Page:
By Allison Davis
Whoever made up the phrase “sleep like a baby” obviously got lucky. The truth is that most babies don’t sleep through the night. In fact, many toddlers don’t either. According to the American Academy of Pediatrics, if your kid has a hard time sleeping at night, it could be genetic. In a recent study, it was found that while the sleep your toddler gets in the daytime may be based on environmental factors, such as too much noise or light, the amount of time your toddler sleeps at night cannot be easily controlled. That being said, the study did show there is a magic window of time at 18 months old in which you can defy genetics and get your toddler to sleep through the night once and for all. Here are some ways to help you out.
Image of toddler sleeping by sdminor81 via Flickr.
Set Up a Big Kid Room
If you haven’t already, now is the time to transition your child into his own room. With fewer distractions he will be able to focus more on the task of relaxing and falling asleep. To help make the transition easier, take your kid with you to pick out a big-kid mattress. It may not seem important at this young age, but the quality of mattress you put your kids on can actually have a big impact on their overall development. Not only that, but the more comfortable they are, the easier time they will have falling to sleep. In addition to looking at the mattresses, you can also have your kid pick out a new comforter or décor for his new room so he feels excited to be in his new space.
No Screen Time Before Bed
Pediatrician Dr. Claire McCarthy reports that you should shut off all screens, including televisions, tablets and phones, at least an hour before bedtime. This will not only help your toddler wind down, but it will also help regulate melatonin production.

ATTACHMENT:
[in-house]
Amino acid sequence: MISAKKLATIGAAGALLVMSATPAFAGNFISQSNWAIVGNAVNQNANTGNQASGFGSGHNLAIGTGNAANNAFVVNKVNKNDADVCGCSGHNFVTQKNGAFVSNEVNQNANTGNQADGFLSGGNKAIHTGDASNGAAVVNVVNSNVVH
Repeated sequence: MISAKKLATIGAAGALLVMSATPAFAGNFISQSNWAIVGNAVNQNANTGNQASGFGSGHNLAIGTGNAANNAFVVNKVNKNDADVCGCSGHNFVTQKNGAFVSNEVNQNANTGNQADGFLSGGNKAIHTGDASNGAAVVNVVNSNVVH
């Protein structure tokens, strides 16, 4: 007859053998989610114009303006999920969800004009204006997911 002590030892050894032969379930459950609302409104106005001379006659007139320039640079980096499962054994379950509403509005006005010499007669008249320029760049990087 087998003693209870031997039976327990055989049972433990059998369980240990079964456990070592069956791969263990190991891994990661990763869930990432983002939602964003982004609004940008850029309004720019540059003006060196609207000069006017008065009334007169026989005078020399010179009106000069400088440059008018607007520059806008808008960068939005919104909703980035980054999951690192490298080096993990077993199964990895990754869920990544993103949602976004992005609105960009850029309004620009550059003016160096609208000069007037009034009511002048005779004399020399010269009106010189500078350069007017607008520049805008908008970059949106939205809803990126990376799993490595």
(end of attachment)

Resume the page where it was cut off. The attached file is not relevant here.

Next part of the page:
Set a Bedtime and Routine
It is also important for children to get used to a set schedule. When they go to bed at the same time, their bodies come to expect it. They will fall asleep faster and with less effort.
Having a routine is also important. You should create a sequence of events that you do the same way every single night. This will teach them that when this routine starts happening it is almost bedtime and they need to start getting their minds prepared to sleep. For example, you can have bath time, brush teeth, then read a story and go to bed.
Consistency is Key
Whatever you decide to do to teach your toddler to sleep you need to be consistent. If you aren’t, they will try to work the system. For example, if you are trying to teach your child to sleep in his own room, walk him back right away if he comes to sleep with you in the middle of the night. Never make an exception because he will expect this to become the rule.
Reward Good Behavior
No toddler list would be complete without a little bit of rewarding good behavior. If your toddler goes to bed without a fight or sleeps all night long, give them a reward the next day. It can be something as simple as a sticker on a chart or an extra amount of story time with mommy and daddy. When you emphasize the good behavior instead of the bad, you will see that your toddler will try harder to keep you happy.